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Italian Superstitions

by Oksana Lyon


An interesting, but often underrepresented, facet of each world culture is its views towards superstition and the occult. Italians have quite a few superstitions. Some pertain to life and death, while others cover relationships like marriages like friendships. Some are extremely vague, warning only of fortune and misfortune, while others are more specific, giving up at least a general idea of what we will face. Here are a few superstitions specific to Italy.


1. Friday the Seventeenth – While Americans may find themselves acting more cautious on Friday the 13th, Italians act the same way on the 17th. The fear surrounding the number comes from the way it is written in Roman numerals (XVII); an anagram that means, “I have lived,” and that can be found on many ancient tombstones. Due to its deathly implications, many Italians choose to avoid it.



2. The Number Thirteen – For superstitious Italians, the number thirteen is considered a lucky number… except for at the dinner table. This myth can be traced back to the Last Supper, when Judas was the final apostle to arrive, bringing the guest count to thirteen. When you arrive at a dinner party, make sure to count the number of people sitting with you, and watch your back. One of them might betray you!




3. Marriage & Noses – If you’re single, not only do you have to worry about how many people you’re dining with. You also have to be mindful about where you sit. If you sit down at the corner of a table, you can kiss your marriage prospects goodbye. If you manage to find yourself a better seat, make sure that you don’t say the same word another person does at the same time they say it, as that can also ruin your chances of marrying. However, in that case, you can get them back if you touch your nose immediately after it happens. If you can still get married after that, watch out for brooms. If one brushes your feet, even by accident, you can’t get married.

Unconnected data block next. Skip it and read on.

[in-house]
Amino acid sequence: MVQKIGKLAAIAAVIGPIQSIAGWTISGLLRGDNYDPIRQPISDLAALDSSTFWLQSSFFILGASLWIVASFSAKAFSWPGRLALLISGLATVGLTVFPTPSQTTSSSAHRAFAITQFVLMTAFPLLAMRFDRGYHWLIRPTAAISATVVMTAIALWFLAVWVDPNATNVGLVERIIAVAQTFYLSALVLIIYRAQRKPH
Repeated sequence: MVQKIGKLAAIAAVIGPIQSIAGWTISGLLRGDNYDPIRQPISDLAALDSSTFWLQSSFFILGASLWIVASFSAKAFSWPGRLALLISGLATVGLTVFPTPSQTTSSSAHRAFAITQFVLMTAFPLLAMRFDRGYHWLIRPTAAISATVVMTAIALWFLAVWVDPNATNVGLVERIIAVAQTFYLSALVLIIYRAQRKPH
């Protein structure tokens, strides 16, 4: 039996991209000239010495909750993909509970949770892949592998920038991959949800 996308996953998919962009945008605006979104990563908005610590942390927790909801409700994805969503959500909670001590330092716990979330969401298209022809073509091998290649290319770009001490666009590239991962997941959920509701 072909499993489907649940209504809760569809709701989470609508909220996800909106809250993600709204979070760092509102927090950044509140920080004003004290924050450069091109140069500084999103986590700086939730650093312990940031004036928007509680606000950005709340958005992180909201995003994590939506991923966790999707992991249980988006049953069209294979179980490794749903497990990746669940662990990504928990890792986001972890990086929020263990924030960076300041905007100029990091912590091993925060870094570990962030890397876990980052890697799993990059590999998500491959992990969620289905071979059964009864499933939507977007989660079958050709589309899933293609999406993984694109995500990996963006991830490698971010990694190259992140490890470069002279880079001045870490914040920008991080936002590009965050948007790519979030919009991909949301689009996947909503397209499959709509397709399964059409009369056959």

4. Spilling – Spilled olive oil, salt, and wine are thought to bring ill fortune, as there was a time when they were expensive luxuries. If you happen to spill, rub a drop of oil behind your ears, toss some salt over your shoulders, or dab some wine behind the ears of everyone present.


5. Toasting – For such a simple action, this one comes with several caveats. For example, you cannot toast with water; it is cheaper and less flavorful than wine, and therefore toasting with it is thought to be bad luck. You must also avoid crossing arms as you clink glasses, making eye contact during the toast, and setting your glass down before you’ve taken a sip of your drink (which, remember, cannot be water).



6. The Evil Eye (malocchio) – They say that looks can kill. Malocchio is an Italian superstition that holds that a jealous look can physically harm whoever receives it. In order to counteract malocchio, one must shape their hand like a horn (le corna) and point it downward behind their back, but some Italians simply wear a horn-shaped necklace (such as a cornicello).


7. Touch Iron – This one is similar to “knock on wood.” When you say something that might bring about misfortune or jinx you, you must say “toccare ferro.” The phrase is an abbreviation of a longer phrase, “toccare ferro di cavallo” or “touch horseshoe.” Keeping with the theme of bad juju-fighting jewelry, some Italians carry iron or horseshoe charms.


8. Lampposts – If you’re walking arm-in-arm with a friend and come across a lamppost, be sure to walk on the same side of it instead of splitting up. If you separate, it could bring about the end of your friendship.


9. Black Cats – In Italian culture, just like in American culture, black cats are thought to bring about bad luck, mostly due to their association with witchcraft. However, hearing a cat sneeze brings about good luck. So, if you hear a cat sneeze but haven’t seen it yet, say “felicita,” but don’t look for it!



10. Sharp Objects – If someone gives you a sharp object as a gift, you have two options. You can prick them with it, or you can give them a coin in return. If you do not do either of these things, it might bring about the end of your friendship!


11. Beds – It is thought that, if you put photos of loved ones on your bed, something bad will happen to them. Hats, clothes, hangers, hairbrushes, and shoes should also be kept off beds, and the beds themselves shouldn’t face the door because they resemble the way a coffin is positioned in a church.


12. Leaning Tower of Pisa – Looking forward to graduating? If you go to the top of the Leaning Tower of Pisa, it might never happen! Legend has it, if you are a college student and climb to the top of the tower, you’ll never graduate. There is a similar tradition in Bologna.


Whether you’re superstitious or not, it’s interesting to think about how different cultures interact with superstition: the beliefs, the mythology behind it, and the suggested ways to take advantage of or counteract whatever it brings.